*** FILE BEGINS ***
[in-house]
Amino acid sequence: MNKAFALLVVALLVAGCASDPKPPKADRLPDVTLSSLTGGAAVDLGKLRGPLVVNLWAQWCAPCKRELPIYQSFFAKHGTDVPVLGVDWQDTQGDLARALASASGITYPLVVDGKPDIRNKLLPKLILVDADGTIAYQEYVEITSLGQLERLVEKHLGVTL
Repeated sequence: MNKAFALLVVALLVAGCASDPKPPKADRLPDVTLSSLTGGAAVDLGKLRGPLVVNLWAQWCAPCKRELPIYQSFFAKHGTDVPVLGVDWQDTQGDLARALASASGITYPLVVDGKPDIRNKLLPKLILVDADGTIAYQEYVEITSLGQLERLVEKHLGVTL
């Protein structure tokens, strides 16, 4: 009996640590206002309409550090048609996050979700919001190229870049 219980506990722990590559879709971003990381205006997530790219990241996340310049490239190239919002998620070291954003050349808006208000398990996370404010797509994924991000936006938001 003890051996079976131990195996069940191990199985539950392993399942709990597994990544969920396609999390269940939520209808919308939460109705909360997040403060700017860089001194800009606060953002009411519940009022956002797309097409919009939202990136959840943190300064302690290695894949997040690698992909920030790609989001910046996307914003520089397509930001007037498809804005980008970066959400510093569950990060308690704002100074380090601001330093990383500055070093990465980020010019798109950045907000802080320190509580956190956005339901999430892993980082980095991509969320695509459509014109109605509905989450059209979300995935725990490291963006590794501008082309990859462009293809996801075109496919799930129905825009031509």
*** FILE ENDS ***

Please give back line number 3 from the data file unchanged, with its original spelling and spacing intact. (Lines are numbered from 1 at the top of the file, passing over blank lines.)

Repeated sequence: MNKAFALLVVALLVAGCASDPKPPKADRLPDVTLSSLTGGAAVDLGKLRGPLVVNLWAQWCAPCKRELPIYQSFFAKHGTDVPVLGVDWQDTQGDLARALASASGITYPLVVDGKPDIRNKLLPKLILVDADGTIAYQEYVEITSLGQLERLVEKHLGVTL